Jan. 12, 2024: Statement for the Record of Human Rights First on U.S. House Committee on Oversight and Accountability

U.S. House Subcommittee on National Security, the Border, and Foreign Affairs
“The Risks of Progressive Ideologies in the U.S. Military”
January 12, 2024

I. About Human Rights First

Established in 1978, Human Rights First is an independent, non-profit organization that for more than four decades has pressed the United States to take a leading role in promoting and defending human rights. The organization’s work includes advocacy and action to challenge authoritarianism, systemic injustice, and the antidemocratic extremist movement that represents an existential threat to our communities and our democracy. Efforts to ensure diversity and equality within our democracy are central to this work.

II. Overview

Human Rights First is alarmed at the far-right extremist campaign to dismantle diversity, equity, and inclusion (DEI) in the military under the guise of calling out so-called ‘progressive ideologies’. We see this attack on vital programs and policies as a proxy for their broader efforts to roll back civil rights in the United States. This campaign mainstreams extremist rhetoric, spreads disinformation about DEI, and undermines the strength of the military and American democracy.

The struggle for a more inclusive and diverse military has been a cornerstone of American democracy since President Truman’s Executive Order 9981 ending military segregation. These efforts have not been linear, with people of color, women, and LGBTQ+ members facing an uneven road to equity, compounded by internal and external discrimination. The recent attacks on DEI efforts are part of a lineage of oppression these groups continue to face and a stain on the progress made over the years. We stand with the military leaders, servicemembers, and veterans who are calling for a fairer and more inclusive environment for our service members.

III. Why DEI Matters in the Military

Diversity, equity, and inclusion efforts have been critical to creating and maintaining a strong United States military force. With over 40 percent of servicemembers identifying as minorities, policies to address and support a diverse force remain critical. As the military, much like the United States as a whole, becomes increasingly diverse, there remains a significant gap in racial and gendered representation at the highest ranks. DEI efforts seek to address this gap and the structured barriers minority servicemembers face in career advancement.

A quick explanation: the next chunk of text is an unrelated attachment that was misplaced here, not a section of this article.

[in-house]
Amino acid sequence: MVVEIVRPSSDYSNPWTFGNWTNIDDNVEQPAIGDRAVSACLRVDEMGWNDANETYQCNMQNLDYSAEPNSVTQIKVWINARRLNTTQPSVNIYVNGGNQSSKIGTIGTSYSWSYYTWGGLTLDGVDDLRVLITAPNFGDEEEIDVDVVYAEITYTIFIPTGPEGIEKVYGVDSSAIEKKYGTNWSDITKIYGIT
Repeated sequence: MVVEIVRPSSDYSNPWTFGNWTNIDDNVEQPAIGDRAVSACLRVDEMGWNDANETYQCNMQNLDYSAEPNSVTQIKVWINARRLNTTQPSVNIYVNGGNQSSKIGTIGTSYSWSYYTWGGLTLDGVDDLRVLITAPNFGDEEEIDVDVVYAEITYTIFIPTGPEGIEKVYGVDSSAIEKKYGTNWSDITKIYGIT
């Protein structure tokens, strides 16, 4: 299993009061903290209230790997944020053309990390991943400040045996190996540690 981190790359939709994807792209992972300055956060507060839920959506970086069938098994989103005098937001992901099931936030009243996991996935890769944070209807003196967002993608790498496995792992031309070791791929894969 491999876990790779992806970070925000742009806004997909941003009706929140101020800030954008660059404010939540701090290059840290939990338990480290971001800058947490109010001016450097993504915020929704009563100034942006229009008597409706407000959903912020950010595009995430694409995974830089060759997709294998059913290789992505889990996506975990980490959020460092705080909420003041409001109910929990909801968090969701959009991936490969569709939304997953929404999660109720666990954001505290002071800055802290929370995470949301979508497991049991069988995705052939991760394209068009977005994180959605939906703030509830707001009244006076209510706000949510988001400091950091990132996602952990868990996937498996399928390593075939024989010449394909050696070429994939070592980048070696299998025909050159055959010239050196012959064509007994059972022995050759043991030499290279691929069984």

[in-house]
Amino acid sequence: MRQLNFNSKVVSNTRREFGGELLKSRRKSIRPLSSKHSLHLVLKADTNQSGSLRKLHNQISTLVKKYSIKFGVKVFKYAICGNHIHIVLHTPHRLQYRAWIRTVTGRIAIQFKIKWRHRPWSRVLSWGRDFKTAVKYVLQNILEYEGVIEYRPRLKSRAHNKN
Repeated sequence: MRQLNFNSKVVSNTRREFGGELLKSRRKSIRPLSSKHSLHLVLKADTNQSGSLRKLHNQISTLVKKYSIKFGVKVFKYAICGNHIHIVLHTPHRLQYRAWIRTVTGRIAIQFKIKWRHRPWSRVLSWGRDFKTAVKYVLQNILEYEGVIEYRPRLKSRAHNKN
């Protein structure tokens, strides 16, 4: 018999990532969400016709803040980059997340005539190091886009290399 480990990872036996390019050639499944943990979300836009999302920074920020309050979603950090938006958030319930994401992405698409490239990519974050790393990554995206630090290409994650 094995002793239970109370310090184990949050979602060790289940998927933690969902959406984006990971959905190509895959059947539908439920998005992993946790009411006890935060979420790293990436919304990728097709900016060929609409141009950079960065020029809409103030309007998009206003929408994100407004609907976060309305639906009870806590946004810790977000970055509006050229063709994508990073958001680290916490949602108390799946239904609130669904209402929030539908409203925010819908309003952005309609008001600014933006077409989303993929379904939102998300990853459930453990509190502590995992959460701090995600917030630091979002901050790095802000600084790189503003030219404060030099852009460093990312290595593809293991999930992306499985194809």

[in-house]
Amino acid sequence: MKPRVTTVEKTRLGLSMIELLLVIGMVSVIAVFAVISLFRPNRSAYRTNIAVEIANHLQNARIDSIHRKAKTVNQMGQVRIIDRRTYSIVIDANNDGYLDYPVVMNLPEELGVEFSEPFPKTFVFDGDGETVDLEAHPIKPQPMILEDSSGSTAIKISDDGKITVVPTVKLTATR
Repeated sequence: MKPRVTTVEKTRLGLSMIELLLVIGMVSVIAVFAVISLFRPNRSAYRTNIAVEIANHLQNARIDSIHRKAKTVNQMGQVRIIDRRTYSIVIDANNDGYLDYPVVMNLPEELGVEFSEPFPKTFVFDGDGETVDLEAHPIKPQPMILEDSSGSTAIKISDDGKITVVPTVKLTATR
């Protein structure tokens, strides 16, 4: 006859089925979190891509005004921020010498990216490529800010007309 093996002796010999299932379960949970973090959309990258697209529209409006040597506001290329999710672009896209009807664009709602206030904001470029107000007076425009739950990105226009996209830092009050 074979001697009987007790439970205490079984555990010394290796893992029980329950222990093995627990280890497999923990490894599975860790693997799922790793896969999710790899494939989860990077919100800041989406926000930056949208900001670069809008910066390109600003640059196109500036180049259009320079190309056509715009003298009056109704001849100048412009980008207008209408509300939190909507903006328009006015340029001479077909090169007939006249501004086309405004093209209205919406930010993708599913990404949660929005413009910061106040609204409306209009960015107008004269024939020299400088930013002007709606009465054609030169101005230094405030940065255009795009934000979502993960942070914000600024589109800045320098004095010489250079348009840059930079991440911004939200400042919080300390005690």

The anti-DEI campaign encourages the Department of Defense (DoD) to ignore both extremist threats, and internal DoD practices, both of which can create inequitable and even dangerous environments for Black, Brown, women, LGBTQ+ and other minority servicemembers. Black and Brown servicemembers face multiple forms of bias and discrimination in everything from promotions to discipline. Policies like the Clinton Administration’s ‘Don’t Ask, Don’t Tell’, the Trump Administration’s military Transgender Ban, and Senator Rubio’s “Ensuring Military Readiness” Act of 2023 target LGBTQ+ servicemembers.

Discrimination harms recruitment, retention, and ultimately force readiness by undermining unit cohesion and creating discord. Anti-DEI efforts exacerbate this issue by restricting efforts to address it and promoting an environment of exclusion and discrimination.

IV. Anti-DEI Campaign Mainstreams Extremism & Undermines National Security

The mainstreaming of extremism in the United States is a significant threat facing our nation and one that has impacted Military and veteran communities. Members of the military community play an outsized role in extremist activity, and veterans remain a leading target for recruitment by far-right extremists.


Published on January 29, 2024


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